Full disclosure – I hate dating. Not the actual dating part (unless you count the first date I went on with a man who got extremely offended when I said I wouldn’t wear an Arsenal shirt in bed, that can get in the bin), mind. I love having crushes and the little tickle in your belly when a conversation is blossoming and the whole body rush of a first kiss outside the pub. But getting to that point is hell for me. I’m 31, and I download and delete Tinder within hours, I’m too jaded for Bumble, and have run out of interest on Hinge and Her. Not to be all, “I want to meet someone the old-fashioned way”, but when you’ve dealt with as many chats that materialise into nothing as I have, it’s easy to get disillusioned with dating apps.
Of course, over the last year, we’ve had no real choice. I moved back to Ireland from London last year with a rose-coloured vision of finding the person of my dreams – or at least a great shag – on a pint-fuelled night at the pub. Well, you know what happened with that. It was dating apps or bust, and I instead chose ill-advised texts to people in different countries and full commitment to the government advice of the safest sex being with yourself. But now we’re emerging from full lockdown, I have decided it might be time to test the waters again, lest I really commit to the bitter woman married to her vibrator act. And when I heard that more people were signing up to eharmony after lockdown gave them a rather stark view of their situations, I thought I’d give it a spin.
While many dating apps are hotbeds for hook-ups, eharmony is all about finding true love. The website was founded in 2000 and pledged to match serious daters via an algorithm of in-depth questioning, which weeds out the impatient and guarantees that those on the site actually really want to be there. You’re offered specific daily matches within your location, and you can’t browse elsewhere, so no meaningless swiping here. In the two decades eharmony has been around, they have generated millions of happy unions (which they proudly document on their site), and put an emphasis on long-term relationships and marriage.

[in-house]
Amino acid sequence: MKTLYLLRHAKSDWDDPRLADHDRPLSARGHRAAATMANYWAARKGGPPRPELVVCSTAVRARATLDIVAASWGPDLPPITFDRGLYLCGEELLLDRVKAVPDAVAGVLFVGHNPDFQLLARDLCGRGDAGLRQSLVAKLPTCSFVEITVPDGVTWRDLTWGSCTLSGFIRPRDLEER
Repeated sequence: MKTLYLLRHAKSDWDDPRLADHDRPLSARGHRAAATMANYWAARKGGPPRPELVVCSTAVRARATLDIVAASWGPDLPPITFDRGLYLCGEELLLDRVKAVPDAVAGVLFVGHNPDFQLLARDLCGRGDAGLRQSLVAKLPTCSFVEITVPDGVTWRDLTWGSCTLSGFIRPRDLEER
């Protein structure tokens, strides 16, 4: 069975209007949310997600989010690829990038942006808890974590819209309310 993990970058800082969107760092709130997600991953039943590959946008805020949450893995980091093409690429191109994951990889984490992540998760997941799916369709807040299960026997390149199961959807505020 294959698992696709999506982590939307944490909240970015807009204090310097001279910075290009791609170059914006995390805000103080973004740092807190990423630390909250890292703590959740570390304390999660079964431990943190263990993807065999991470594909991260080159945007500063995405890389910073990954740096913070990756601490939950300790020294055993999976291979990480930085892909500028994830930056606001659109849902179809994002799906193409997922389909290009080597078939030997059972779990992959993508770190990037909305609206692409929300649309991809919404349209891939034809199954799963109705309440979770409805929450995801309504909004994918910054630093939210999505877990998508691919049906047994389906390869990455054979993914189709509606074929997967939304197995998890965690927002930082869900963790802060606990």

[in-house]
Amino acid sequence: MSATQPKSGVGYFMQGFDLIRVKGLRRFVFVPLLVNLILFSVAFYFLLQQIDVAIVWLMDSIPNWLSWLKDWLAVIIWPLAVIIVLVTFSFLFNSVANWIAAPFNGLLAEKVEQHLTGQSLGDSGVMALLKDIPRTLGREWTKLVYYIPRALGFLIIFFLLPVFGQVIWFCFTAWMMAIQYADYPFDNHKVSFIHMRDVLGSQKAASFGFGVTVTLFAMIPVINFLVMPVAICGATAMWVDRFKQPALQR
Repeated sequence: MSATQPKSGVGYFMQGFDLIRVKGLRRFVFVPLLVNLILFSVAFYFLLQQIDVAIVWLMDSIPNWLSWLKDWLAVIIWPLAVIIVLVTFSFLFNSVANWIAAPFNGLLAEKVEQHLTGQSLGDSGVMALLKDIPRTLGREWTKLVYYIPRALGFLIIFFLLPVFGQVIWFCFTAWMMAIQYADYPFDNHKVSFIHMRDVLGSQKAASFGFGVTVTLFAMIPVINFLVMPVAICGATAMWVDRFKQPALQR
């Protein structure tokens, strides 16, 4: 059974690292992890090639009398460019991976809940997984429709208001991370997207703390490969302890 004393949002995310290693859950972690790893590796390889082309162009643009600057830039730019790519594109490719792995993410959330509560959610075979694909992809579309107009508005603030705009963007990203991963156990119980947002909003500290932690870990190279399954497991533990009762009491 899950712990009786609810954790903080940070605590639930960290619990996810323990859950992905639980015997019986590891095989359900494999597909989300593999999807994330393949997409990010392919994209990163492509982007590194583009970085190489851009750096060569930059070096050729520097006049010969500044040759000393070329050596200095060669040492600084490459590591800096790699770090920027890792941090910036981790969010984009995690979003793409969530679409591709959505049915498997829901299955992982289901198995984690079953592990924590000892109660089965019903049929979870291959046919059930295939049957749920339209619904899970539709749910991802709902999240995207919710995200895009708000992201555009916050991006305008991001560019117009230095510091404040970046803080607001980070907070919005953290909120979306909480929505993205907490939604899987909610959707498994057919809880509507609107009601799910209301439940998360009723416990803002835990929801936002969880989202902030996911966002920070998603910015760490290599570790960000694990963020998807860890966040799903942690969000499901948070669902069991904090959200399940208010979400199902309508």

Because of this, eharmony has been seen as a place for an older crowd, but this is changing. While for most of the site’s history the average age of users was 36 to 37 years old, it is now closer to http://www.besthookupwebsites.org/cs/guyspy-recenze 30, and during the pandemic, there was a 60% surge in registrations across the board, with a “significant proportion of customers different from eharmony’s existing audience”. This was no fluke – the site started advertising on channels that skewed younger, like E4, and during shows like Love Island and First Dates.
But for all the love, there has also been controversy – mainly because eharmony is not the place for LGBTQ+ dating. As eharmony rose to the top of the dating site pile, they only offered heterosexual matches, leading to lawsuits being lodged against them alleging discrimination. Their solution to this was to set up another website, Compatible Partners, for same-sex dating. But as a queer woman keen to look for male and female matches, it’s pretty disheartening that this is still not an option on eharmony. The bisexual struggle is real.
I asked eharmony what the deal was, and bisexuals have been asked to set up two separate profiles. A spokesperson said: “At eharmony, we believe that real love is for everyone and we’re deeply committed to providing a platform that’s safe, inclusive and welcoming for every single one of our members. Currently, bisexual people using our platform are asked to create two separate profiles – one for each partner search. This second subscription incurs no additional cost. We recognise we have further steps to take for our platform to become truly inclusive, our team is currently developing a comprehensive plan to address this.” It’s also worth noting that if you’re non-binary or gender noncomforming, you can currently only set up an account as a “man” or a “woman”.